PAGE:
In order to be protected against these three diseases, infants must receive three injections of the combined DTP (diphtheria, tetanus, pertussis) vaccine by the age of six months. The first injection is given at two months, followed by two more administered every other month. The child must receive a booster shot of CDT (combined diphtheria and tetanus toxoid) at age 18 to 24 months and another CDT shot at the age of four to six years. Thereafter, a booster of diphtheria-tetanus vaccine is necessary every ten years for life.

Diphtheria. Diphtheria is a bacterial disease that is frequently fatal. It causes infection of the nose, throat, tonsils, and lymph nodes of the neck. The bacterium responsible can produce a toxin (poison) that causes heart damage and paralysis. Cases of diphtheria are now rare in Western countries. For every case reported there are many other persons who are carriers of diphtheria. (A carried is a person who harbors the disease without getting sick him- or herself, and who can transmit it to other people.)

Before the diphtheria vaccine came into general use 40 years ago, many adults were immune to diphtheria because they had had some form of the illness in childhood. This situation no longer exists, so adults should receive booster shots of diphtheria vaccine every ten years. Serious ractions to the diphtheria vaccine, which is a dead vaccine, are rare.

Tetanus. Tetanus, or lockjaw, is a disease of the nervous system that can enter the body through a wound – even a minor wound like a scratch or an insect bite. Tetanus cases still occur throughout Australia. Although the vaccine is thoroughly safe and effective, its protection weakens over the years and booster shots are required. It is generally thought that after the age of four to six a child should receive a booster every ten years. However, some people are likely to have more frequent contact with tetanus germs and need to have a booster shot every five years. In general, clean wounds, such as those from kitchen utensils, require boosters every ten years; dirty wounds, such as those from rusty nails, barbed wire, and others that happen outdoors, require boosters every five years. For example, if your child has a wound from a rusty nail, check to see if he or she has received a booster within the last five years. Adults should receive boosters at least every ten years.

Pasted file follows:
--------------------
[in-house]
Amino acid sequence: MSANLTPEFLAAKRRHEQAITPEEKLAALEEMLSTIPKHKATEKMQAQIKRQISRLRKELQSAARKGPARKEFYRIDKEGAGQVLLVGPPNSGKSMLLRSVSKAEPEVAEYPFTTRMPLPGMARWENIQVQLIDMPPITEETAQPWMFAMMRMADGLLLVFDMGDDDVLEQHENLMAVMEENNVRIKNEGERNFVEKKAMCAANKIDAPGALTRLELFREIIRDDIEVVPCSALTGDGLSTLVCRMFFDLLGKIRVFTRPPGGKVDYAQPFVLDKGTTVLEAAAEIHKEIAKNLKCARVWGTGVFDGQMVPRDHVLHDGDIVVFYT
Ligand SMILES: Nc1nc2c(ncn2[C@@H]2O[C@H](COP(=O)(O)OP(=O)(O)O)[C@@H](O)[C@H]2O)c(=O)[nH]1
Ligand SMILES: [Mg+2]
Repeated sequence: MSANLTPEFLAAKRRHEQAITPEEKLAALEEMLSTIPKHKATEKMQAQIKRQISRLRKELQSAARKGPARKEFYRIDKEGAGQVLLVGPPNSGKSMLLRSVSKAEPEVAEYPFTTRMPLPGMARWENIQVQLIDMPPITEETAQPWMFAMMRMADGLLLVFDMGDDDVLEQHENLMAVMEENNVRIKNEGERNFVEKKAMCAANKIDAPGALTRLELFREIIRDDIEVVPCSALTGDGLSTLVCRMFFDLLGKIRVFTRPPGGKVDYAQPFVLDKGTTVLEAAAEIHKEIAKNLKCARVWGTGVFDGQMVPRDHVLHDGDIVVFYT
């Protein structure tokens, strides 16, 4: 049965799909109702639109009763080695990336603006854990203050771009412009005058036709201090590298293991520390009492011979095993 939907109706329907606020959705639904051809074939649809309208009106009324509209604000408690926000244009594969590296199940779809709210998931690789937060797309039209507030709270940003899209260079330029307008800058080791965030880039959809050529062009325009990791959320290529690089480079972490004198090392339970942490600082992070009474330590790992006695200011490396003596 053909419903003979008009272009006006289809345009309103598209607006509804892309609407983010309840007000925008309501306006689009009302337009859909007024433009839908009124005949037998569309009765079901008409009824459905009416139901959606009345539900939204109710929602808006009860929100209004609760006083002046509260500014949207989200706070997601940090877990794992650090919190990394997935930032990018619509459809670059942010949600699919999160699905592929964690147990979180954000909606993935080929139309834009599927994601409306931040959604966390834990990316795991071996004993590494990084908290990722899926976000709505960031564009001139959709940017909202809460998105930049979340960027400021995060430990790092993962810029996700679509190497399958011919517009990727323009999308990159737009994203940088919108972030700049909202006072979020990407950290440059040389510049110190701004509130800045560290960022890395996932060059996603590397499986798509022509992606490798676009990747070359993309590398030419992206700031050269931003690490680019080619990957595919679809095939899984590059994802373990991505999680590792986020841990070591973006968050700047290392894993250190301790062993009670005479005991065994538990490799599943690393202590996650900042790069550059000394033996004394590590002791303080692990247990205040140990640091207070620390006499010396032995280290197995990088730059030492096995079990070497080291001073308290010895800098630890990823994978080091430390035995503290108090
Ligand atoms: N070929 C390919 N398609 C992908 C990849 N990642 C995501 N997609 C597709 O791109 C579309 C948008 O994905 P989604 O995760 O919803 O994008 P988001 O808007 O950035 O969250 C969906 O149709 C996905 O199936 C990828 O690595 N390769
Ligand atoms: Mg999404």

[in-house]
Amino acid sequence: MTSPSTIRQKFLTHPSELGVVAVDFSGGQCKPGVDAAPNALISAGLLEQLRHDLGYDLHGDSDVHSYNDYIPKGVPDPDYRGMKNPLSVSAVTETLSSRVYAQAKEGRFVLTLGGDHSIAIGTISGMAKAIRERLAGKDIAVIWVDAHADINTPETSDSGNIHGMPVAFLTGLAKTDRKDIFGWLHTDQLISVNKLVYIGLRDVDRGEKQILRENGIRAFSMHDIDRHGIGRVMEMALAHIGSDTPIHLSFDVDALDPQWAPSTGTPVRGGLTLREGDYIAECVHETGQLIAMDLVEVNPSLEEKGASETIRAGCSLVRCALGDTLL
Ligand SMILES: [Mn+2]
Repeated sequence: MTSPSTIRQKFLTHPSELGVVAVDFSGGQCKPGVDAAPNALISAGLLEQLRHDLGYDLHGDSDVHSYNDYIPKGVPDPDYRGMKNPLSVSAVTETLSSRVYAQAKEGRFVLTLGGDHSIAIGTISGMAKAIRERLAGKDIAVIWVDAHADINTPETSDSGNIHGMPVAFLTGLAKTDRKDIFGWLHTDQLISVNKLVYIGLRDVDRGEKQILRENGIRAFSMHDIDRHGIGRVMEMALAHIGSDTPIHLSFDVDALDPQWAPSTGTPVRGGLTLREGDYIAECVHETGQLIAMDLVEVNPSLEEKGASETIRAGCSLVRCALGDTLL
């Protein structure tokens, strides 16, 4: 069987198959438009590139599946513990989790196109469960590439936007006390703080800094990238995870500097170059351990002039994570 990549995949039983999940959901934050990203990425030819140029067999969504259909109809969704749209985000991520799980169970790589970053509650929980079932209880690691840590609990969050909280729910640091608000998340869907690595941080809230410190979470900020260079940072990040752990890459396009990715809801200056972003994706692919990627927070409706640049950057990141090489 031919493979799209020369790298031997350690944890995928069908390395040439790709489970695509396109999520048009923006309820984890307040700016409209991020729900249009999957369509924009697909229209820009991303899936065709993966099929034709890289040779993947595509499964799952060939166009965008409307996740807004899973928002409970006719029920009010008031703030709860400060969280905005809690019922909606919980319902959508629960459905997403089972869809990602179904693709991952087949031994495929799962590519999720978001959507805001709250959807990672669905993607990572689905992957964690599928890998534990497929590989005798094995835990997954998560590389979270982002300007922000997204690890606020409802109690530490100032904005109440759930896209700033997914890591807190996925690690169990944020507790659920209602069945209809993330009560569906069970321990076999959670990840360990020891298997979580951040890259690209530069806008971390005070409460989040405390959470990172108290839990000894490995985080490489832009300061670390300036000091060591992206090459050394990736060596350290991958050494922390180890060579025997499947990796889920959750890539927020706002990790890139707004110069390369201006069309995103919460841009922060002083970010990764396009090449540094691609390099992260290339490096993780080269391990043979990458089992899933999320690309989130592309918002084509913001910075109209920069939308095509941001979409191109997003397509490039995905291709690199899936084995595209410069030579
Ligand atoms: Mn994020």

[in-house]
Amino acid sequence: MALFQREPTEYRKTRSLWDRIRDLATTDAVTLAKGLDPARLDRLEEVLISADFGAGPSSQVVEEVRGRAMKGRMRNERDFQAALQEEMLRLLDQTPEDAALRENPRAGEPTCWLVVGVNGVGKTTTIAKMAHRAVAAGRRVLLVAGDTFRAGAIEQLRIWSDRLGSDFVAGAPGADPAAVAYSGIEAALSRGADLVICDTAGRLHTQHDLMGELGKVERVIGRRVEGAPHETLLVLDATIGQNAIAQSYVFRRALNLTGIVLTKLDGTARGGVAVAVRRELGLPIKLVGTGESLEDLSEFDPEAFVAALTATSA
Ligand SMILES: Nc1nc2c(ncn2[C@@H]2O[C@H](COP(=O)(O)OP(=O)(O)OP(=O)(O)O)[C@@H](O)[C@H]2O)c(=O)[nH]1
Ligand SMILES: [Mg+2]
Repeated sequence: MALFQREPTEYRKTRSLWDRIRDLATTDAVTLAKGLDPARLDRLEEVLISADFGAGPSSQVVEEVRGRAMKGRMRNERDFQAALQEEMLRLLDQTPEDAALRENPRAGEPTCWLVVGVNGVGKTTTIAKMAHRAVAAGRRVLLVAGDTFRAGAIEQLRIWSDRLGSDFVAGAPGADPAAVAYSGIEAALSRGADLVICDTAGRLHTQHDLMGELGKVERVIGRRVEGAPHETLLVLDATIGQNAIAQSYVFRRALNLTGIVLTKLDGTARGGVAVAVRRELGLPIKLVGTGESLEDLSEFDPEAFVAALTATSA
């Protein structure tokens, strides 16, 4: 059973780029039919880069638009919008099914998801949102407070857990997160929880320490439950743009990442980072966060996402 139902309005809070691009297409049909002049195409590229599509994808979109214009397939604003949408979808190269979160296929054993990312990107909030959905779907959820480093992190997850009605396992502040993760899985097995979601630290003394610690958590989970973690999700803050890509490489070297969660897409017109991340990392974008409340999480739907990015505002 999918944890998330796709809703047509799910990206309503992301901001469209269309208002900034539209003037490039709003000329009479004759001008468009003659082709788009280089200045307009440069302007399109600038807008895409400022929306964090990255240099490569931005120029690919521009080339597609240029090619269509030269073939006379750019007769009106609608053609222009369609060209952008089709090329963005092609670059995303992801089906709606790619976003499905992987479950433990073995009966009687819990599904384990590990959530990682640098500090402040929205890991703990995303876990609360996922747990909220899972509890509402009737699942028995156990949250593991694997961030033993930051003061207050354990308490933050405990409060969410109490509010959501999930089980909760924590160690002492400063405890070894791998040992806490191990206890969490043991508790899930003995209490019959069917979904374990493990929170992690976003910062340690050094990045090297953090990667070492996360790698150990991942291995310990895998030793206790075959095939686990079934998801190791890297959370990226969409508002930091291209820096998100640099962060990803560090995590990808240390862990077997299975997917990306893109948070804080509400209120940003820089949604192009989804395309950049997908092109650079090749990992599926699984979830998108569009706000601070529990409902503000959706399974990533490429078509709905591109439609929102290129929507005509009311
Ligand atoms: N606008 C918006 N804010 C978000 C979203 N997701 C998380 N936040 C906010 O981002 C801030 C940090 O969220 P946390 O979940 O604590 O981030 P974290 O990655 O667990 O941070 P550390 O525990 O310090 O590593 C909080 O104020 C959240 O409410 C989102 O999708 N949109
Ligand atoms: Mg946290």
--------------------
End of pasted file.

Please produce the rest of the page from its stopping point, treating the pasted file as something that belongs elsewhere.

Whooping cough. Whooping cough is more common than many parents (and doctors) realize. It is a highly contagious infection of the respiratory tract, and it gets its name from the severe, strangling cough that develops as the disease progresses. Whooping cough vaccine is the most uncertain of the three components of the DTP vaccine, and it does not always give complete immunity. There have been extremely rare instances of brain damage following its use, but in some of these cases the damage was caused by faulty administration of the vaccine rather than by the vaccine itself. The vaccine may also cause a brief reaction of fever. For these reasons, routine boosters are not recommended after the child is eighteen months old. However, the mortality rate among infants under age one who contract whooping cough and the possibility of complications in older children are high enough to exceed by far the minimal risk of the vaccine.

In England, serious reactions to the vaccine were sufficiently frequent at one point to persuade the medical profession to suspend its use. However, because of the increasing incidence of whooping cough and its severe complications, immunization has now been reinstituted in England.


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Posted on Tuesday, April 28th, 2009 at 10:07 am and is filed under General health. You can follow any responses to this entry through the RSS 2.0 feed. You can leave a response, or trackback from your own site.

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